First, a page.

Apache has an Attic

Everyone has that trunk of old junk tucked away in the attic. It’s almost spring and time to think about getting organized, tossing out old junk, and having a garage sale. Apache has managed to create an online concept of a software attic. Old open source projects that have outlived there useful lives can be retired there. The concept is intuitive and useful in a world with hundreds of thousands of open source projects, many abandoned early in there life.

I’m not sure how long the Apache attic has been around, but I came across it accidentally. I’ve been doing a lot of architecture assignments recently which often involves digging through big source code trees to get a sense of how their development has evolved. In Java land I run into dozens of different web frameworks, and I came across a project utilizing Apache Beehive. I recalled it was some extra XDoclet like commented annotations on top of Struts that was adopted by Weblogic as their default framework years ago. I’m all too familiar with classic Struts, but now I needed to go look up Apache Beehive to see where the framework was currently.

It didn’t take too long to arrive at the Apache Attic page. The mission was stated as such:

The Apache Attic was created in November 2008 to provide process and solutions to make it clear when an Apache project has reached its end of life.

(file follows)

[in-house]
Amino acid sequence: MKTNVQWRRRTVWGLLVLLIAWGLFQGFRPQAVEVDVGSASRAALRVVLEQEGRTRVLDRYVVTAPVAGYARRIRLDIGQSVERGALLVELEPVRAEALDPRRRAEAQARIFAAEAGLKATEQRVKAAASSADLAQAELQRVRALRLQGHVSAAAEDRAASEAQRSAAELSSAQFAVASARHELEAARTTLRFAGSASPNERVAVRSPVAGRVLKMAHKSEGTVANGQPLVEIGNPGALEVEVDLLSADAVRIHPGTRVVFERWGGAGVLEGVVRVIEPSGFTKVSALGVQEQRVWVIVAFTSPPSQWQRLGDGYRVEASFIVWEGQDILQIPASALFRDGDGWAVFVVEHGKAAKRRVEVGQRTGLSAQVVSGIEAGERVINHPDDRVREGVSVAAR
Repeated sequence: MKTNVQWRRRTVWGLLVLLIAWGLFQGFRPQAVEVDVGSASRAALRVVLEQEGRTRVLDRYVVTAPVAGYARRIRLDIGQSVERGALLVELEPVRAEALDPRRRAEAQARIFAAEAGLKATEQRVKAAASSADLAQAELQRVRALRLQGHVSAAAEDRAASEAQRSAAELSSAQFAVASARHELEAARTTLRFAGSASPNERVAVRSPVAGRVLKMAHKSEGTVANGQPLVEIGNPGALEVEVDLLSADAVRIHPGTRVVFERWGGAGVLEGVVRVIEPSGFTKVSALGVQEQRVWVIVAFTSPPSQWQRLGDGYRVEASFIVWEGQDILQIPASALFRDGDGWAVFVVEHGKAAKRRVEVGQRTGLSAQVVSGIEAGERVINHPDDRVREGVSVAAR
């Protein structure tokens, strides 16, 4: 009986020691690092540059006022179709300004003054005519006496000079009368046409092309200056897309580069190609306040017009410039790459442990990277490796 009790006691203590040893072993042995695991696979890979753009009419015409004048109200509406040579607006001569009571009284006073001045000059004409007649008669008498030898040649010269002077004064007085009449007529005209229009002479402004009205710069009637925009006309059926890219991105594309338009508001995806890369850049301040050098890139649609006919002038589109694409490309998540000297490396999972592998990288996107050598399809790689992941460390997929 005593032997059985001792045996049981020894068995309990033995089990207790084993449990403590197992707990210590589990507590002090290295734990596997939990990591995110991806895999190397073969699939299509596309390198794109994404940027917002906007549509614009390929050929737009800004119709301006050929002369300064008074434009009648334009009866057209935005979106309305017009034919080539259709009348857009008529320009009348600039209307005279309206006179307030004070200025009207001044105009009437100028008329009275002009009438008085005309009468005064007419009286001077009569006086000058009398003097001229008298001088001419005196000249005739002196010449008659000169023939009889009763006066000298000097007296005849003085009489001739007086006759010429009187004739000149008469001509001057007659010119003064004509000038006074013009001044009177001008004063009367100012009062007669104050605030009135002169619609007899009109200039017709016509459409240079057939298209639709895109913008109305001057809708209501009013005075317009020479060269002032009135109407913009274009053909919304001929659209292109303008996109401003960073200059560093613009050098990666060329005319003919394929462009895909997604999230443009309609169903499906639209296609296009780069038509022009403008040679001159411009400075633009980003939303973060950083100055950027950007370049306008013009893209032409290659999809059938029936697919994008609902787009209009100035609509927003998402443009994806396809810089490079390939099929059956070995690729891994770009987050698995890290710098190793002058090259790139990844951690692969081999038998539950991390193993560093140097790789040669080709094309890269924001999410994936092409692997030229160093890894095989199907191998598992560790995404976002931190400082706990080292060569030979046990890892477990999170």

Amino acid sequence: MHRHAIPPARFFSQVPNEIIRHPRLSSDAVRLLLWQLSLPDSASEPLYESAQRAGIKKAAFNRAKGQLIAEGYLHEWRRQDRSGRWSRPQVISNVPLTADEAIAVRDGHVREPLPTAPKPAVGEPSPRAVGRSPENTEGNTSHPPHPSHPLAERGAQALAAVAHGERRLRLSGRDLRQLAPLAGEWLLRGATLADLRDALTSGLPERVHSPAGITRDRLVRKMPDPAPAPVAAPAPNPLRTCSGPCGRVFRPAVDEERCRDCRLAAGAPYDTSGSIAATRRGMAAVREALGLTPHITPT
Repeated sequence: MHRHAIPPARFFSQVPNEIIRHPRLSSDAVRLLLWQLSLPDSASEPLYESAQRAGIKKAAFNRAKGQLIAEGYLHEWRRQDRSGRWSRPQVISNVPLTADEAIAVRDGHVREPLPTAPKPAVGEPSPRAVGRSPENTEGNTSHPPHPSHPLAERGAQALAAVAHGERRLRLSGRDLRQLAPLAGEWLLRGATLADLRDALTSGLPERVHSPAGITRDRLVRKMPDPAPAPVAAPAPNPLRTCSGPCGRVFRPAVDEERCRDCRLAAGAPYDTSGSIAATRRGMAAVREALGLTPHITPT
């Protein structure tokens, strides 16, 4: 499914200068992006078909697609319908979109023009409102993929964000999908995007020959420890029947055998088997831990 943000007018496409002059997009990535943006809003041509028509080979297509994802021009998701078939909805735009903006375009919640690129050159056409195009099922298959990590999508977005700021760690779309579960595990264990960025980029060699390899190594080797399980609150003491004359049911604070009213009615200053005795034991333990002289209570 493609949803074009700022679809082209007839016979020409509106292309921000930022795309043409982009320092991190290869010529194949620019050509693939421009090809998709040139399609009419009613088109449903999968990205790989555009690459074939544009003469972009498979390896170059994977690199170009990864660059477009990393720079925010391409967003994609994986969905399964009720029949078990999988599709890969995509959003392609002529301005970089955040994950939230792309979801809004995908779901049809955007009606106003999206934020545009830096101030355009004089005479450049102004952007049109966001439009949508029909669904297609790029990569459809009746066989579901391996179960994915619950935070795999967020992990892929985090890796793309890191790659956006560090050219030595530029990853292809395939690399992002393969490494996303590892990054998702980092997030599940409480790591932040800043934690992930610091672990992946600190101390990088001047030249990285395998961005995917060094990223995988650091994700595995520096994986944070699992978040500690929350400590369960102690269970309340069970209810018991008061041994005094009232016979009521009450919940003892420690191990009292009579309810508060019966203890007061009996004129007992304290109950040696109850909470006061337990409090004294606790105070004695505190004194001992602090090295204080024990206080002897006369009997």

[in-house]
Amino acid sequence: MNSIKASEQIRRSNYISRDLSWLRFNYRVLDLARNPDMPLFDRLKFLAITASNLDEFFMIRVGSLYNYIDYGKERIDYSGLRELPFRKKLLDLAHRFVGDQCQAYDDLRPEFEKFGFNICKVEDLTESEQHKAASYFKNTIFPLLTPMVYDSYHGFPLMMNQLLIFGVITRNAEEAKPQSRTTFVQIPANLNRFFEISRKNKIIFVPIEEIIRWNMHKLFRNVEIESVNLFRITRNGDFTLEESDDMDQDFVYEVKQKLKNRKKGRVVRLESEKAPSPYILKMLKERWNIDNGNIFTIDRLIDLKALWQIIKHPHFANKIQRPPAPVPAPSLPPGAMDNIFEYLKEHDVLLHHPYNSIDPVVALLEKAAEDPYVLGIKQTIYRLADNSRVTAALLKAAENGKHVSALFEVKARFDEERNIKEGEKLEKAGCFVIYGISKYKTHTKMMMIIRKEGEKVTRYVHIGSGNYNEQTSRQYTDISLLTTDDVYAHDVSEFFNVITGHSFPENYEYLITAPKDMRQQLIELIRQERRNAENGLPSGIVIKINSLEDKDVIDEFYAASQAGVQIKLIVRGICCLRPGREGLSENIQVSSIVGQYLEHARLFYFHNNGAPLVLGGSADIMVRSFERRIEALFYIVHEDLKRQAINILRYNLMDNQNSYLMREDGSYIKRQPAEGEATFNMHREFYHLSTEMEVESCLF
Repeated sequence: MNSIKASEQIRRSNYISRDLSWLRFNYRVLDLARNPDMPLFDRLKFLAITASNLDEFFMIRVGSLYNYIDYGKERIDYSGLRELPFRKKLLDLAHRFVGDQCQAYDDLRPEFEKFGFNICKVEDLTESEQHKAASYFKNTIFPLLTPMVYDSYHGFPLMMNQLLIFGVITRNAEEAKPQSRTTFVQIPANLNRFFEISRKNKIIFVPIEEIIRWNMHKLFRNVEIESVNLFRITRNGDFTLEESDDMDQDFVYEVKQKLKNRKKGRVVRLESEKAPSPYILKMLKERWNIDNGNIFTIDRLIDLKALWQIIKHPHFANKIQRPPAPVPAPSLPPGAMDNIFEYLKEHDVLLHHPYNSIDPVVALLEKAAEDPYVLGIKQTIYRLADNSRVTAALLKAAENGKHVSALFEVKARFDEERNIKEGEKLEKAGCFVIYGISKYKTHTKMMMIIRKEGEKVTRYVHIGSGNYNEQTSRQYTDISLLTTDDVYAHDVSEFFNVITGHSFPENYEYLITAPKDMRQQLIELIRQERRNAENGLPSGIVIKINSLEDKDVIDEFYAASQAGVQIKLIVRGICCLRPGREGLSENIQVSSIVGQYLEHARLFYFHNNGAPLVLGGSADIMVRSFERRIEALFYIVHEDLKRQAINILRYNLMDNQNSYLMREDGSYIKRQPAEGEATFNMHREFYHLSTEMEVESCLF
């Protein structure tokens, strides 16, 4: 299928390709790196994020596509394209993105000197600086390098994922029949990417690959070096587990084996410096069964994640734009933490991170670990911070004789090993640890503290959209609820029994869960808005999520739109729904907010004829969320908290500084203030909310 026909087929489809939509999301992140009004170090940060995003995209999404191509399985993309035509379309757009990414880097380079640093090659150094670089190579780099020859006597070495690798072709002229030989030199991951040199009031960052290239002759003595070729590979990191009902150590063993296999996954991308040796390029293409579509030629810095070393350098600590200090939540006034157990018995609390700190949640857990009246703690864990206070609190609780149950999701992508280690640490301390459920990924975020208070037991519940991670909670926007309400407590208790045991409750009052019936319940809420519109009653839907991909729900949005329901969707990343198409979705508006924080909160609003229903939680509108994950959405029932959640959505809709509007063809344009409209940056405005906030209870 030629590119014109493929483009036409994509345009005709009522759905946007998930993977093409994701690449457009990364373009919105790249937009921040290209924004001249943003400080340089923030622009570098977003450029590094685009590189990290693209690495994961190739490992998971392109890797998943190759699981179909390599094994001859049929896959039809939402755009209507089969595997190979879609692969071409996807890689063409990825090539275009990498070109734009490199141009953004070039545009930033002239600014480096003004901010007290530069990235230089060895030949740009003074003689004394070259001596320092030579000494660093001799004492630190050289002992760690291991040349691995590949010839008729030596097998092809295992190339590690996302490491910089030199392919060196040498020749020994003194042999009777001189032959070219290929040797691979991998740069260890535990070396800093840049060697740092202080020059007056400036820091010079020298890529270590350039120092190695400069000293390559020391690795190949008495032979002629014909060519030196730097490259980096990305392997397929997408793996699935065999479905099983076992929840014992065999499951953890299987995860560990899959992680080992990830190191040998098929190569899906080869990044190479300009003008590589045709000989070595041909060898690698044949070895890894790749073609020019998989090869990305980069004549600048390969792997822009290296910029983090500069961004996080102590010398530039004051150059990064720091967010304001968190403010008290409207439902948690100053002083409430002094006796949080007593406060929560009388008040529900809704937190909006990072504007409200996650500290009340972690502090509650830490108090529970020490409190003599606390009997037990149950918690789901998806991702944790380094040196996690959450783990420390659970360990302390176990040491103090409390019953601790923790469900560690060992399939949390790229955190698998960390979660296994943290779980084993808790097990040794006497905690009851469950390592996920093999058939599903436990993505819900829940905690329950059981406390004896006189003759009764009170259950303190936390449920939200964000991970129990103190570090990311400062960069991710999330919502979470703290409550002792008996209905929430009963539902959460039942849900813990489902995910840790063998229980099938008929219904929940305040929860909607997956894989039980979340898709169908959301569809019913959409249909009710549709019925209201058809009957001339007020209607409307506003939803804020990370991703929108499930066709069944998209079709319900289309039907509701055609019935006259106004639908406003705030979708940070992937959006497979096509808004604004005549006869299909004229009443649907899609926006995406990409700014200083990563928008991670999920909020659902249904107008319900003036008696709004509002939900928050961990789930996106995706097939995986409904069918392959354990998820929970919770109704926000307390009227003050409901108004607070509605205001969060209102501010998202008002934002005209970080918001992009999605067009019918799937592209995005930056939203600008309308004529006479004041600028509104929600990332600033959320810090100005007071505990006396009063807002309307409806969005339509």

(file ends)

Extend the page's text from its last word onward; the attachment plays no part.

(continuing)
Brilliant! Explaining that the time has come to evolve the codebase is much easier when Apache has officially retired the project. Unlike so many other open source projects I don’t have to do the following investigation on arriving at some SourceForge page where it appears the project has been abandoned. I don’t have to make an argument that though despite a few check ins in the last year that on active projects there will typically be hundreds of check ins and that the project is essentially dead. I don’t have to point out that despite having a plugin architecture for some framework there are only say 5 plugins that have been developed and the last one was 3 years ago. And finally my explanation to management has the official endorsement of Apache.

I’d like to encourage more of this in the future. I await the day when Struts Classic moves to the Apache attic.